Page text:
A Tale of Two Gorillas: An Underdog (Under-Ape?) Story

Foley Hoag LLP - Trademark, Copyright & Unfair Competition

March 8 was, according to questionable sources, National Retro Video Game Day in the US.  As one of Foley Hoag’s several resident video game nerds, this reminded me of one of my favorite video-game-related IP disputes.

In the 1970s, a nearly century-old Japanese playing card company called Nintendo started to branch out into electronic gaming, and in 1979 started a coin-operated arcade gaming division.  In 1981, the company released its first bona fide hit: the original arcade version of Donkey Kong.  The premise of Donkey Kong is that the titular giant ape has (naturally) kidnapped a woman, “Lady” (later called “Pauline”), and carried her to the top of a structure of metal girders.  The unnamed player character – some random mustachioed jumping dude in a red cap and red overalls that would later be called “Jumpman,” and then, you guessed it, Mario – must climb to the top of the structure, all the while avoiding barrels thrown by Donkey Kong, in order to eventually save Lady.

The creator of Donkey Kong, now-legendary game designer Shigeru Miyamoto, says he picked the name “Donkey Kong” because he wanted a name that conveyed the idea of a “stupid ape.”  The “Kong” element was of course borrowed from another famous ape, King Kong, and indeed Miyamoto later testified that the term “King Kong” was a generic term in Japan to identify any sort of giant ape (if you’re not aware, giant animals are sort of a thing in Japan).  The “plot” (to be charitable) of Donkey Kong was also similar to that of the various King Kong media – i.e., giant ape captures woman and climbs up a building for…reasons.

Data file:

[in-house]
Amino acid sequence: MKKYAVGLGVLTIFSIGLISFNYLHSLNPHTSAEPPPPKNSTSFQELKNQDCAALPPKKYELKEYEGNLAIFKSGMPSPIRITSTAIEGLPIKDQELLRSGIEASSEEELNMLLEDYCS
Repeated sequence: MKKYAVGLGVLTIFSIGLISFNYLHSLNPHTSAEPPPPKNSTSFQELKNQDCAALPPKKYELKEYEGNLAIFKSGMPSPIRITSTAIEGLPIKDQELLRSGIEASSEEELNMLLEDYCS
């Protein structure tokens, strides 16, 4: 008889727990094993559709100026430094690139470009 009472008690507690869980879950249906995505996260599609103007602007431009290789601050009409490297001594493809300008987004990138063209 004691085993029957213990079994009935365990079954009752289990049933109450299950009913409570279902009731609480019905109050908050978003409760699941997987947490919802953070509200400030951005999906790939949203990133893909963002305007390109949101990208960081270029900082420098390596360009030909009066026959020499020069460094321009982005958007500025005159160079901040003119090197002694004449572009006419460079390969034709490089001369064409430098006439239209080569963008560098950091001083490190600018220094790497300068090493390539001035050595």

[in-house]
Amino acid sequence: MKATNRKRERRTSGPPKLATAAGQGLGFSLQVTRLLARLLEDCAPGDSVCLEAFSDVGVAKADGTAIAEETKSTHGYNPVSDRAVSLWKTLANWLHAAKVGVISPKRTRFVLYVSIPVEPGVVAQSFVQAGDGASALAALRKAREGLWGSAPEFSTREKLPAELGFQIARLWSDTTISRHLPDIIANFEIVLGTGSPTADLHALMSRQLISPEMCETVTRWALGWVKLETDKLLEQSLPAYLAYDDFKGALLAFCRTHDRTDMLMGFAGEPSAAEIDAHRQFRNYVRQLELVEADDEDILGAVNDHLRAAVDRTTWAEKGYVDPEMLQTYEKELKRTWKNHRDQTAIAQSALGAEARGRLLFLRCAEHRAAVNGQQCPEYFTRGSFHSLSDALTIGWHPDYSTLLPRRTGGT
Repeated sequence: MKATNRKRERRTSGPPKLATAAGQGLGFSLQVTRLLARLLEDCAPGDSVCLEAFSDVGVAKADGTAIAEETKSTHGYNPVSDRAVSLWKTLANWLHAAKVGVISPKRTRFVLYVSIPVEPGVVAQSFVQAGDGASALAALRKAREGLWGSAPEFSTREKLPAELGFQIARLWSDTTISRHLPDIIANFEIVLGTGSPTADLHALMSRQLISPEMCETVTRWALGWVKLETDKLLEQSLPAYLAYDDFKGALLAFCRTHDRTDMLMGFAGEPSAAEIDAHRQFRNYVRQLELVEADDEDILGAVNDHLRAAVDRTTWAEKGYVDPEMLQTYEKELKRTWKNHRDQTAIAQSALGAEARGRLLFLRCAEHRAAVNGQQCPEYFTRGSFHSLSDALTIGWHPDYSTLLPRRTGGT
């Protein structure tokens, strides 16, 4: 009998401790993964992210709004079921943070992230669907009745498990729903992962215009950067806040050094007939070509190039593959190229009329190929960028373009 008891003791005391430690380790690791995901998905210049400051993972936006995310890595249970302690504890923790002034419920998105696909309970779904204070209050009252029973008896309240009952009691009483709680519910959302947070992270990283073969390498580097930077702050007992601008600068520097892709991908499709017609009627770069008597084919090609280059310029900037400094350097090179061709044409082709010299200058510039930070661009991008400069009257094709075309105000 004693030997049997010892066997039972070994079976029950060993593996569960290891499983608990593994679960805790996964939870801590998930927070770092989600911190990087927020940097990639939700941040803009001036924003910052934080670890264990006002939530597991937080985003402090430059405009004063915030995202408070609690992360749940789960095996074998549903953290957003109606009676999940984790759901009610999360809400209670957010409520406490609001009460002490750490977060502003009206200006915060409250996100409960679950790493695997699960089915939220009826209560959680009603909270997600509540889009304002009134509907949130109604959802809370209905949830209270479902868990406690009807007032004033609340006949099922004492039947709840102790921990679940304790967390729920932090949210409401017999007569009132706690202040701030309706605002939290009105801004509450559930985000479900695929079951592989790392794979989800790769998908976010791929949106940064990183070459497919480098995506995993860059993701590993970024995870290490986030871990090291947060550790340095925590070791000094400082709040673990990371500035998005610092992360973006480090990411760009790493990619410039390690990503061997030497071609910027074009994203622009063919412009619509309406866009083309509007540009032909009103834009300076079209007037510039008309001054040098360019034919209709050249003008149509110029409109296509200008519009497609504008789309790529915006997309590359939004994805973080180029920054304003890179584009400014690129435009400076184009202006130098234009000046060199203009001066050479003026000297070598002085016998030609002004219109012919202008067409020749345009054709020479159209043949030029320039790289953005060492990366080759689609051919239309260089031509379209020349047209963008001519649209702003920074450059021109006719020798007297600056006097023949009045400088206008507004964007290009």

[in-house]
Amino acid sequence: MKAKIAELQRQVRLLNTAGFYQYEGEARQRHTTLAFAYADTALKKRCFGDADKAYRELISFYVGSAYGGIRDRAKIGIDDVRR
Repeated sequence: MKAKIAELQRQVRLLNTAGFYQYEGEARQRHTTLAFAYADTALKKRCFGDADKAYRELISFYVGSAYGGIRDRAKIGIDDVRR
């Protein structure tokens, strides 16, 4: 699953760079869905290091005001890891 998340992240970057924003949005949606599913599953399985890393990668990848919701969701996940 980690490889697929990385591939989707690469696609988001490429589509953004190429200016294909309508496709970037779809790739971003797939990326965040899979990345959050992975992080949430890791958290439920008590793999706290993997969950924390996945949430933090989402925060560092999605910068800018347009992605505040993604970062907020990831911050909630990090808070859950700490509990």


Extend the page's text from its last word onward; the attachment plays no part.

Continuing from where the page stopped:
These similarities weren’t lost on Universal City Studios, the then-current steward (or so it claimed) of the King Kong franchise, which had plans to bring its own giant ape to video games.  In 1982, Universal filed suit in the Southern District of New York for trademark and copyright infringement, and also threatened, and extracted license fees from, Nintendo’s various US Donkey Kong licensees.  Nintendo, represented in the lawsuit by one John Kirby, systematically dismantled Universal’s claims, pointing out serious questions of trademark and copyright ownership, including the fact that Universal itself had successfully argued in a separate lawsuit seven years earlier that the plot of King Kong was in the public domain.  With respect to the trademark claims, the court found that Universal lacked trademark rights in KING KONG because (a) it hadn’t properly acquired them, and (b) KING KONG no longer functioned as source indicator. The court then found that, in any event, there was no likelihood of confusion; noting that, “at best, Donkey Kong is parody of King Kong,” the court held in favor of Nintendo.

In 1984, the Second Circuit upheld the lower court’s decision, observing that “the two properties have nothing in common but a gorilla, a captive woman, a male rescuer, and a building scenario,” and that “the ‘Kong’ and ‘King Kong’ names are widely used by the general public and are associated with apes and other objects of enormous proportions.”

Nintendo was so pleased with John Kirby’s performance that – in addition to his fees, naturally – it gifted him a sailboat, christened the Donkey Kong, along with an ostensible trademark license to exclusive worldwide rights to the use the DONKEY KONG brand for sailboats.  More relevant for posterity, Shigeru Miyamoto later named a different video game character, the all-powerful pink puffball Kirby, after John Kirby.  Kirby has now been the star of dozens of games, anime, and manga, and joins (an arguably reformed) Donkey Kong and Mario as one of Nintendo’s most beloved (and multi-million-dollar) mascots.  And if John Kirby had been somewhat less effective?  Nintendo’s pervasive plumber Mario would surely have survived, but the rest of Nintendo’s lineup might look very different today.

Speaking of Mario and questionable holidays, yesterday – March 10 – was Mario Day, chosen because the abbreviated date can be read as MAR10.  I’ll see if I can wrangle up some interesting Mario IP issues for a future post!

Many thanks to Mast3r-Rainb0w for the Donkey Kong illustration!

DISCLAIMER: Because of the generality of this update, the information provided herein may not be applicable in all situations and should not be acted upon without specific legal advice based on particular situations.

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